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What’s a club for the unclubbable? A book or magazine. This notion underlies a strain of humor about clubs in the aftermath of Britain’s 1870 Education Act. Beneath the jokes about men gathering to hide behind their newspapers lies an earnest aspiration to create a print equivalent of a club ethos: an institution that cultivates fellow feeling. Humorists such as Jerome K. Jerome, J. M. Barrie, Israel Zangwill and G. K. Chesterton jokingly redefined the club for new classes of readers, who tended to be “unclubbable” not because of the quality of their sociability, but for reasons of class, gender, or other social factors. The imagined space of print culture created a club for these “unclubbables,” one with looser rules of affiliation. Thinking of print culture as a club sheds light on literary sociability, specifically the ways in which the simple act of reading the same book can connect us.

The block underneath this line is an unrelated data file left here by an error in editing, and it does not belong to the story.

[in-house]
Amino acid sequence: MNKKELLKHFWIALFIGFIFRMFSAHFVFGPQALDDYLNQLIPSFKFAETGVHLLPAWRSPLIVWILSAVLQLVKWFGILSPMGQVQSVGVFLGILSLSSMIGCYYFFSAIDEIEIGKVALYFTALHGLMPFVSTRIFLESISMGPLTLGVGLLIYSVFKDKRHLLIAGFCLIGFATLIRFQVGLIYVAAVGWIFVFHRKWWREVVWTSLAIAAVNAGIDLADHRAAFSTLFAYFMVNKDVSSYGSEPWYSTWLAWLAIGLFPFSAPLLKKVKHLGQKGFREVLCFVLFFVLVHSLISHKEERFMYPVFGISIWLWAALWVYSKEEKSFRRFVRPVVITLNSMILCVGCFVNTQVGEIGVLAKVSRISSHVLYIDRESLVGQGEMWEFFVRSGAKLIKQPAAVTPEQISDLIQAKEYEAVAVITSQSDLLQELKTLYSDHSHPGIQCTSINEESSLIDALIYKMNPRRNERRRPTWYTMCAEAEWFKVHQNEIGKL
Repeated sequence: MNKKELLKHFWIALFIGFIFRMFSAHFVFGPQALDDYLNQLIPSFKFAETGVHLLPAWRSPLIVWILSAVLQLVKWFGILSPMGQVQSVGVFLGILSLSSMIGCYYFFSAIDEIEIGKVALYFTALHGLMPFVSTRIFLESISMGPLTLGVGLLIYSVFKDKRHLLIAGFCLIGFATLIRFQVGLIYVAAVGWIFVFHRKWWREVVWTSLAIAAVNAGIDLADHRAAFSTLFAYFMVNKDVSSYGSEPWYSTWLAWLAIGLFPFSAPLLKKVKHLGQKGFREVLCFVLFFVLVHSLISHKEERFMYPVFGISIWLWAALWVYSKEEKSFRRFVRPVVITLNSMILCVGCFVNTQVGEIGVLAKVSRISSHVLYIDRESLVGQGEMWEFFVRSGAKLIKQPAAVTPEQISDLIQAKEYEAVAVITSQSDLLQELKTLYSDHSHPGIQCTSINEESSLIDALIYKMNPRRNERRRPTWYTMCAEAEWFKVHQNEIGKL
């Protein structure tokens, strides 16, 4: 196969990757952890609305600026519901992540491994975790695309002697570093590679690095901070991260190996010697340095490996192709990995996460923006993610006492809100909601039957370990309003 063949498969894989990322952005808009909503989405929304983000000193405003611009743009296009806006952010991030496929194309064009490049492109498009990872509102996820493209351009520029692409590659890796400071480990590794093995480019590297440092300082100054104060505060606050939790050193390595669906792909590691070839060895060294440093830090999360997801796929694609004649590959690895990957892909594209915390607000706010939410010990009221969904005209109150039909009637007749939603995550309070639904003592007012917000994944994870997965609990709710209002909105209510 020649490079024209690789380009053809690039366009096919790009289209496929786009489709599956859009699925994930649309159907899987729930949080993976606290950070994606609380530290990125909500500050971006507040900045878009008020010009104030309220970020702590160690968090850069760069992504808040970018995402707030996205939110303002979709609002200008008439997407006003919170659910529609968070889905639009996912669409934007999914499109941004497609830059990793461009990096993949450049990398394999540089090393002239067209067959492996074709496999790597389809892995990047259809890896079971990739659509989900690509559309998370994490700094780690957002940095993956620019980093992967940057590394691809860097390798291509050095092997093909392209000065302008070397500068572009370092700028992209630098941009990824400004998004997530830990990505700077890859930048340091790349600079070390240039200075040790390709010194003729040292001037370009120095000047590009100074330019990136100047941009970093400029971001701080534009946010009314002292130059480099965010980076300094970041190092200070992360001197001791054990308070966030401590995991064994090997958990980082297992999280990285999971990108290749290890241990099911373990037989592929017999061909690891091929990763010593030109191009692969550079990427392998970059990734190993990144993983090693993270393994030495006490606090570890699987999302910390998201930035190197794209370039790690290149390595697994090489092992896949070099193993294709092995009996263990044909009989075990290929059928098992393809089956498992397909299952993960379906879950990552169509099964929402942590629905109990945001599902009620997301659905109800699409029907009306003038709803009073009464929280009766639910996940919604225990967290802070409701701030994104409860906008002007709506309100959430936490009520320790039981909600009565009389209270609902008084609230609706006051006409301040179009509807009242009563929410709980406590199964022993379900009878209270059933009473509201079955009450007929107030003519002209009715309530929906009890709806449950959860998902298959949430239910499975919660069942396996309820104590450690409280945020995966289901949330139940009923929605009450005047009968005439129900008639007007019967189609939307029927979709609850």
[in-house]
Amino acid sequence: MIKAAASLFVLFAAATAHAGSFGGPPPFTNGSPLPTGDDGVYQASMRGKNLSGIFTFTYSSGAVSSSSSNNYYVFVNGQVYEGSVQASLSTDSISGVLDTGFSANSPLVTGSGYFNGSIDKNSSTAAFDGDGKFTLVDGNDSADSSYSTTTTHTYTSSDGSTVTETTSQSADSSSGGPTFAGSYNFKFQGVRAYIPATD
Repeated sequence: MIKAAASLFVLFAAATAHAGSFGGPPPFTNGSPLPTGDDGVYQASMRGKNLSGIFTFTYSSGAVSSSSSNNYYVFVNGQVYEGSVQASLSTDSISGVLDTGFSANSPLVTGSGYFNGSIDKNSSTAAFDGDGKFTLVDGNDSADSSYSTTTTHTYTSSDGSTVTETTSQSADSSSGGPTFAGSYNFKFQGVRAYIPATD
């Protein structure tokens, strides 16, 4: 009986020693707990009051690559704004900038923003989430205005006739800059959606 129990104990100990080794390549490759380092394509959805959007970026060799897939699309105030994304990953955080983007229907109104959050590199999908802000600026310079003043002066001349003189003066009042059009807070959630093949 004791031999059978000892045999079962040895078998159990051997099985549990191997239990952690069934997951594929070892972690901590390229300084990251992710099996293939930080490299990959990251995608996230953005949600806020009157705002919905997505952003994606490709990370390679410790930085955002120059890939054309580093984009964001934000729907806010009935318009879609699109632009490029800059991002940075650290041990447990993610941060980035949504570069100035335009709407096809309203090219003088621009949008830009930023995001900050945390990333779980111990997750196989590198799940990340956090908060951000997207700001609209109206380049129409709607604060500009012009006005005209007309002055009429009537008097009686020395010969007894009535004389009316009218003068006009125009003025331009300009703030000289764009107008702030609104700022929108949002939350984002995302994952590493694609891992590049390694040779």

Arts and Humanities

Clubs for the unclubbable: Humor and literary sociability



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